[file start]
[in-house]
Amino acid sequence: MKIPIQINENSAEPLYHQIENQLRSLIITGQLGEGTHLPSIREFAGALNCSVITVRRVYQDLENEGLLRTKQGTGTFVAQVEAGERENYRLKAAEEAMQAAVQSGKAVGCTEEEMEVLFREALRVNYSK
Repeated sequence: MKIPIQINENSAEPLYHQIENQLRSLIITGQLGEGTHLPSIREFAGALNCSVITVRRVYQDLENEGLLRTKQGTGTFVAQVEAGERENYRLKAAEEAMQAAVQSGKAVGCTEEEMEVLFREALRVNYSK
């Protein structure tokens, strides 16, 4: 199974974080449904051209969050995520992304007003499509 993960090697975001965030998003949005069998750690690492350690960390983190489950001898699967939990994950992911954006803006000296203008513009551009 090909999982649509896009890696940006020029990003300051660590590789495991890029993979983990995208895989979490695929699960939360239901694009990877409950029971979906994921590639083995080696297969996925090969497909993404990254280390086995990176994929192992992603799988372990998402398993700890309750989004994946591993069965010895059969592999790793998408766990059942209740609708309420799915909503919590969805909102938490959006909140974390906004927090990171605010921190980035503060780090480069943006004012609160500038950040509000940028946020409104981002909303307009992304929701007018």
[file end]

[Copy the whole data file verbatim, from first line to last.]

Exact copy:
[in-house]
Amino acid sequence: MKIPIQINENSAEPLYHQIENQLRSLIITGQLGEGTHLPSIREFAGALNCSVITVRRVYQDLENEGLLRTKQGTGTFVAQVEAGERENYRLKAAEEAMQAAVQSGKAVGCTEEEMEVLFREALRVNYSK
Repeated sequence: MKIPIQINENSAEPLYHQIENQLRSLIITGQLGEGTHLPSIREFAGALNCSVITVRRVYQDLENEGLLRTKQGTGTFVAQVEAGERENYRLKAAEEAMQAAVQSGKAVGCTEEEMEVLFREALRVNYSK
């Protein structure tokens, strides 16, 4: 199974974080449904051209969050995520992304007003499509 993960090697975001965030998003949005069998750690690492350690960390983190489950001898699967939990994950992911954006803006000296203008513009551009 090909999982649509896009890696940006020029990003300051660590590789495991890029993979983990995208895989979490695929699960939360239901694009990877409950029971979906994921590639083995080696297969996925090969497909993404990254280390086995990176994929192992992603799988372990998402398993700890309750989004994946591993069965010895059969592999790793998408766990059942209740609708309420799915909503919590969805909102938490959006909140974390906004927090990171605010921190980035503060780090480069943006004012609160500038950040509000940028946020409104981002909303307009992304929701007018």